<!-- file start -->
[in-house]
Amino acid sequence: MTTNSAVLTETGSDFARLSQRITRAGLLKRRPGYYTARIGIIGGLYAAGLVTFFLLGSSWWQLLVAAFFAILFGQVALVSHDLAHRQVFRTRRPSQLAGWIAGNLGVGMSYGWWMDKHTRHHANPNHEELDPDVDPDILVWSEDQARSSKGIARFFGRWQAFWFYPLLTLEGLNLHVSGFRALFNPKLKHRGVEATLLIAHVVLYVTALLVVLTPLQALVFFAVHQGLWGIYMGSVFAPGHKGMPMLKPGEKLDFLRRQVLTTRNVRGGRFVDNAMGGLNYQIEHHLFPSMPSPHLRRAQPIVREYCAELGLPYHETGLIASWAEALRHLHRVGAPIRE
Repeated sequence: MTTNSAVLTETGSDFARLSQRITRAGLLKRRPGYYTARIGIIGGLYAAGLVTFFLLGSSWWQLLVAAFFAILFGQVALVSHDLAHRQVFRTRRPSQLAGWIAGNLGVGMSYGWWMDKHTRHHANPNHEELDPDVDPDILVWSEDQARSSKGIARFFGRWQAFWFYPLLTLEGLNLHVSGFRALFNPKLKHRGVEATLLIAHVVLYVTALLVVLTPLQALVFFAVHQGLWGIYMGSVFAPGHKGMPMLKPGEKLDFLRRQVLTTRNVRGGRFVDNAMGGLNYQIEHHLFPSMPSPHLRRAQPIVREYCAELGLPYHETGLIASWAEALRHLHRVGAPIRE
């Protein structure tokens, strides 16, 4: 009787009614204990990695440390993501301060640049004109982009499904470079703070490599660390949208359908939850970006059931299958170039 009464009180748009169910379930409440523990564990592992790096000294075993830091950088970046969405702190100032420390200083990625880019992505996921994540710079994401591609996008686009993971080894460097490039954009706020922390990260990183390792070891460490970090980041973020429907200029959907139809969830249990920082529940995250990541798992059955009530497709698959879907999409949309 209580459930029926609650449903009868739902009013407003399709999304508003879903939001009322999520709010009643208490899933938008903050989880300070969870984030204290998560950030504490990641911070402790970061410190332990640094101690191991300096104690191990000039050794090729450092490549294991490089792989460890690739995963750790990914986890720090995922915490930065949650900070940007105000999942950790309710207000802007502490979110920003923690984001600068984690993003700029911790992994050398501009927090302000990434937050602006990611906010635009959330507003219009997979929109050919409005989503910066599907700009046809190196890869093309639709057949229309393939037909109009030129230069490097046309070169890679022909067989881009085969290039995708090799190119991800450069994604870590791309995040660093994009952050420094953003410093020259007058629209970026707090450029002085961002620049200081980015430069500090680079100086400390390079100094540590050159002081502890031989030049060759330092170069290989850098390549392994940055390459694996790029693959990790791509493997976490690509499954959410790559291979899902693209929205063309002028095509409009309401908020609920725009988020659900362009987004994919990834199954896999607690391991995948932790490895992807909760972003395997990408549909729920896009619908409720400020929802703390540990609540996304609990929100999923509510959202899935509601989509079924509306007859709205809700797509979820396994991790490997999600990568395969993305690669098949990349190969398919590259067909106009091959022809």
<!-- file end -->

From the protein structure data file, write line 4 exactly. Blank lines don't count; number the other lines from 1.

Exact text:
């Protein structure tokens, strides 16, 4: 009787009614204990990695440390993501301060640049004109982009499904470079703070490599660390949208359908939850970006059931299958170039 009464009180748009169910379930409440523990564990592992790096000294075993830091950088970046969405702190100032420390200083990625880019992505996921994540710079994401591609996008686009993971080894460097490039954009706020922390990260990183390792070891460490970090980041973020429907200029959907139809969830249990920082529940995250990541798992059955009530497709698959879907999409949309 209580459930029926609650449903009868739902009013407003399709999304508003879903939001009322999520709010009643208490899933938008903050989880300070969870984030204290998560950030504490990641911070402790970061410190332990640094101690191991300096104690191990000039050794090729450092490549294991490089792989460890690739995963750790990914986890720090995922915490930065949650900070940007105000999942950790309710207000802007502490979110920003923690984001600068984690993003700029911790992994050398501009927090302000990434937050602006990611906010635009959330507003219009997979929109050919409005989503910066599907700009046809190196890869093309639709057949229309393939037909109009030129230069490097046309070169890679022909067989881009085969290039995708090799190119991800450069994604870590791309995040660093994009952050420094953003410093020259007058629209970026707090450029002085961002620049200081980015430069500090680079100086400390390079100094540590050159002081502890031989030049060759330092170069290989850098390549392994940055390459694996790029693959990790791509493997976490690509499954959410790559291979899902693209929205063309002028095509409009309401908020609920725009988020659900362009987004994919990834199954896999607690391991995948932790490895992807909760972003395997990408549909729920896009619908409720400020929802703390540990609540996304609990929100999923509510959202899935509601989509079924509306007859709205809700797509979820396994991790490997999600990568395969993305690669098949990349190969398919590259067909106009091959022809």